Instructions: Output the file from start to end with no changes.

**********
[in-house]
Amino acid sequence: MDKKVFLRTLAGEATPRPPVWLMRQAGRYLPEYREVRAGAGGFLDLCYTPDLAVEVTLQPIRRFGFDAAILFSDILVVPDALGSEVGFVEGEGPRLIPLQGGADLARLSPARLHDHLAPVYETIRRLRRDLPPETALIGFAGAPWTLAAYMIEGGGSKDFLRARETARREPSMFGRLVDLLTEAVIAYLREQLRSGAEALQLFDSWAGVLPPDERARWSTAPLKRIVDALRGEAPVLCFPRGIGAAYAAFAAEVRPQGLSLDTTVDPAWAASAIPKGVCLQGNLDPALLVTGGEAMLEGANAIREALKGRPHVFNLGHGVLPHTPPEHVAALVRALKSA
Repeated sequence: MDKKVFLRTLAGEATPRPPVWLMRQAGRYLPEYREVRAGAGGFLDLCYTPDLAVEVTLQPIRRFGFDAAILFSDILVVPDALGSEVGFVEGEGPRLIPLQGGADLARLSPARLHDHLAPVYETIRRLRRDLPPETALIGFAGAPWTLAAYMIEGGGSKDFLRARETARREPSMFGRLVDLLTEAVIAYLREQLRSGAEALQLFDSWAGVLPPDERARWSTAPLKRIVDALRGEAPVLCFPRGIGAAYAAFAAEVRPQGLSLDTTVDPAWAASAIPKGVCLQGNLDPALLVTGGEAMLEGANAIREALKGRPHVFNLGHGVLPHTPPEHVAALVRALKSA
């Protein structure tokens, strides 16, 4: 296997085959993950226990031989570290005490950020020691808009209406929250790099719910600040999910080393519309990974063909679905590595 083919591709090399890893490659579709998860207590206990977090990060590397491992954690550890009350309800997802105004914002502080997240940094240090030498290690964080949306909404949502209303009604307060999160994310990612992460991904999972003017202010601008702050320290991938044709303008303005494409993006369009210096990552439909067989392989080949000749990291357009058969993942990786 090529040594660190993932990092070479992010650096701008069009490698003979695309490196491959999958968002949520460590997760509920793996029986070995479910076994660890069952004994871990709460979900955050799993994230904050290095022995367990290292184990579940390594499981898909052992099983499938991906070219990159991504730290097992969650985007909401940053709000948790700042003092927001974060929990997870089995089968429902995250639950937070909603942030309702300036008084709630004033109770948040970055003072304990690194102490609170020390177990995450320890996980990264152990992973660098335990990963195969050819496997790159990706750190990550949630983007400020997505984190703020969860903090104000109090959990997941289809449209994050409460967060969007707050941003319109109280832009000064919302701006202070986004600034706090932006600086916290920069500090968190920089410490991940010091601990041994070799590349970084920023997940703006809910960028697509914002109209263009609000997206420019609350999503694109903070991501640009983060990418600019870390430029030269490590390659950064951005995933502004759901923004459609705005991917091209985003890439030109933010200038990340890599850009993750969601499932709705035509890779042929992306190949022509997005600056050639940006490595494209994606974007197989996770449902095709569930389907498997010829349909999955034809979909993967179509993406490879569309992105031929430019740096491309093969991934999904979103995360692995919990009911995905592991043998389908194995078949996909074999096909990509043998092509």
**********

[in-house]
Amino acid sequence: MDKKVFLRTLAGEATPRPPVWLMRQAGRYLPEYREVRAGAGGFLDLCYTPDLAVEVTLQPIRRFGFDAAILFSDILVVPDALGSEVGFVEGEGPRLIPLQGGADLARLSPARLHDHLAPVYETIRRLRRDLPPETALIGFAGAPWTLAAYMIEGGGSKDFLRARETARREPSMFGRLVDLLTEAVIAYLREQLRSGAEALQLFDSWAGVLPPDERARWSTAPLKRIVDALRGEAPVLCFPRGIGAAYAAFAAEVRPQGLSLDTTVDPAWAASAIPKGVCLQGNLDPALLVTGGEAMLEGANAIREALKGRPHVFNLGHGVLPHTPPEHVAALVRALKSA
Repeated sequence: MDKKVFLRTLAGEATPRPPVWLMRQAGRYLPEYREVRAGAGGFLDLCYTPDLAVEVTLQPIRRFGFDAAILFSDILVVPDALGSEVGFVEGEGPRLIPLQGGADLARLSPARLHDHLAPVYETIRRLRRDLPPETALIGFAGAPWTLAAYMIEGGGSKDFLRARETARREPSMFGRLVDLLTEAVIAYLREQLRSGAEALQLFDSWAGVLPPDERARWSTAPLKRIVDALRGEAPVLCFPRGIGAAYAAFAAEVRPQGLSLDTTVDPAWAASAIPKGVCLQGNLDPALLVTGGEAMLEGANAIREALKGRPHVFNLGHGVLPHTPPEHVAALVRALKSA
């Protein structure tokens, strides 16, 4: 296997085959993950226990031989570290005490950020020691808009209406929250790099719910600040999910080393519309990974063909679905590595 083919591709090399890893490659579709998860207590206990977090990060590397491992954690550890009350309800997802105004914002502080997240940094240090030498290690964080949306909404949502209303009604307060999160994310990612992460991904999972003017202010601008702050320290991938044709303008303005494409993006369009210096990552439909067989392989080949000749990291357009058969993942990786 090529040594660190993932990092070479992010650096701008069009490698003979695309490196491959999958968002949520460590997760509920793996029986070995479910076994660890069952004994871990709460979900955050799993994230904050290095022995367990290292184990579940390594499981898909052992099983499938991906070219990159991504730290097992969650985007909401940053709000948790700042003092927001974060929990997870089995089968429902995250639950937070909603942030309702300036008084709630004033109770948040970055003072304990690194102490609170020390177990995450320890996980990264152990992973660098335990990963195969050819496997790159990706750190990550949630983007400020997505984190703020969860903090104000109090959990997941289809449209994050409460967060969007707050941003319109109280832009000064919302701006202070986004600034706090932006600086916290920069500090968190920089410490991940010091601990041994070799590349970084920023997940703006809910960028697509914002109209263009609000997206420019609350999503694109903070991501640009983060990418600019870390430029030269490590390659950064951005995933502004759901923004459609705005991917091209985003890439030109933010200038990340890599850009993750969601499932709705035509890779042929992306190949022509997005600056050639940006490595494209994606974007197989996770449902095709569930389907498997010829349909999955034809979909993967179509993406490879569309992105031929430019740096491309093969991934999904979103995360692995919990009911995905592991043998389908194995078949996909074999096909990509043998092509």